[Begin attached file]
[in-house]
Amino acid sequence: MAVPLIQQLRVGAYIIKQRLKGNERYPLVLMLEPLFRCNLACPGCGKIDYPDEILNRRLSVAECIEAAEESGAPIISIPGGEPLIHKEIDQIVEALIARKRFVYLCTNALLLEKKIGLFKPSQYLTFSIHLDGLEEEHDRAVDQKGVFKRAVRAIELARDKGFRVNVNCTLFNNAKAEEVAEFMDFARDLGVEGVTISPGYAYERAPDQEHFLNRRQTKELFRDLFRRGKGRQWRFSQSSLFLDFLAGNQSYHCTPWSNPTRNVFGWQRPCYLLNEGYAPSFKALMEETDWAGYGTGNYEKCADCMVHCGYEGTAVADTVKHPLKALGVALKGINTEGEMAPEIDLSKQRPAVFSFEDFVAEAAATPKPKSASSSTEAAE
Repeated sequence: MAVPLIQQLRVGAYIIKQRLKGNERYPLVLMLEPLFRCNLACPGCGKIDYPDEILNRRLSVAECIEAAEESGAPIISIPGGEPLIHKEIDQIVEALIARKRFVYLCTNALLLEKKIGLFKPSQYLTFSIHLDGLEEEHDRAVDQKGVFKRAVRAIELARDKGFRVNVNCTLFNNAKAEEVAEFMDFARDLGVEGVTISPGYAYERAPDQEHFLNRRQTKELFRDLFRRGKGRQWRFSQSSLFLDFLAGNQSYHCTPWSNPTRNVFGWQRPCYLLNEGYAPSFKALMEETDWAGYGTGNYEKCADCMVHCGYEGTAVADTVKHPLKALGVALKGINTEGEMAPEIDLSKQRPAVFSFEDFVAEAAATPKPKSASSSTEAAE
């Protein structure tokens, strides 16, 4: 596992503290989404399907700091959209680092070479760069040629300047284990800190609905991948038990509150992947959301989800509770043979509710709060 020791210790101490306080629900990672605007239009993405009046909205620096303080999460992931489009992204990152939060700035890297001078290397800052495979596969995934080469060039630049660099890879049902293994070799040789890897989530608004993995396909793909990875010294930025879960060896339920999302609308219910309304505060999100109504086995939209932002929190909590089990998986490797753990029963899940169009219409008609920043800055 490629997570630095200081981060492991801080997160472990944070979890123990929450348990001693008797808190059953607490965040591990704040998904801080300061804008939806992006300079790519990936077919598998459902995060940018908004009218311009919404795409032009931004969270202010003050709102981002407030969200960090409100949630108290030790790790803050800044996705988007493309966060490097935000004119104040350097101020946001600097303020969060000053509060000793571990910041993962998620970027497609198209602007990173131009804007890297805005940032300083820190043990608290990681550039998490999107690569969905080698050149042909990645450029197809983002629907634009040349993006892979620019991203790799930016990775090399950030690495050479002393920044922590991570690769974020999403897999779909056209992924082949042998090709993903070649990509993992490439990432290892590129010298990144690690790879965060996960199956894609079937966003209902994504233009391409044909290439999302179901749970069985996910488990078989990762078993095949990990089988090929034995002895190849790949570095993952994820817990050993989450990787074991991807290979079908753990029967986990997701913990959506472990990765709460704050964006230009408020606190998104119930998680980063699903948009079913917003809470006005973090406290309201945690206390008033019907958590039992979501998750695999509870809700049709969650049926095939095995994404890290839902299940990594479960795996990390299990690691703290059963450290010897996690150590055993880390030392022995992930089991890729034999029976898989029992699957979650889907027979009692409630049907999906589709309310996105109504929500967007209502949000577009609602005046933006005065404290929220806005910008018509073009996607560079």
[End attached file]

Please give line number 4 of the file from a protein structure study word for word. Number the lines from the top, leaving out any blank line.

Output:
């Protein structure tokens, strides 16, 4: 596992503290989404399907700091959209680092070479760069040629300047284990800190609905991948038990509150992947959301989800509770043979509710709060 020791210790101490306080629900990672605007239009993405009046909205620096303080999460992931489009992204990152939060700035890297001078290397800052495979596969995934080469060039630049660099890879049902293994070799040789890897989530608004993995396909793909990875010294930025879960060896339920999302609308219910309304505060999100109504086995939209932002929190909590089990998986490797753990029963899940169009219409008609920043800055 490629997570630095200081981060492991801080997160472990944070979890123990929450348990001693008797808190059953607490965040591990704040998904801080300061804008939806992006300079790519990936077919598998459902995060940018908004009218311009919404795409032009931004969270202010003050709102981002407030969200960090409100949630108290030790790790803050800044996705988007493309966060490097935000004119104040350097101020946001600097303020969060000053509060000793571990910041993962998620970027497609198209602007990173131009804007890297805005940032300083820190043990608290990681550039998490999107690569969905080698050149042909990645450029197809983002629907634009040349993006892979620019991203790799930016990775090399950030690495050479002393920044922590991570690769974020999403897999779909056209992924082949042998090709993903070649990509993992490439990432290892590129010298990144690690790879965060996960199956894609079937966003209902994504233009391409044909290439999302179901749970069985996910488990078989990762078993095949990990089988090929034995002895190849790949570095993952994820817990050993989450990787074991991807290979079908753990029967986990997701913990959506472990990765709460704050964006230009408020606190998104119930998680980063699903948009079913917003809470006005973090406290309201945690206390008033019907958590039992979501998750695999509870809700049709969650049926095939095995994404890290839902299940990594479960795996990390299990690691703290059963450290010897996690150590055993880390030392022995992930089991890729034999029976898989029992699957979650889907027979009692409630049907999906589709309310996105109504929500967007209502949000577009609602005046933006005065404290929220806005910008018509073009996607560079």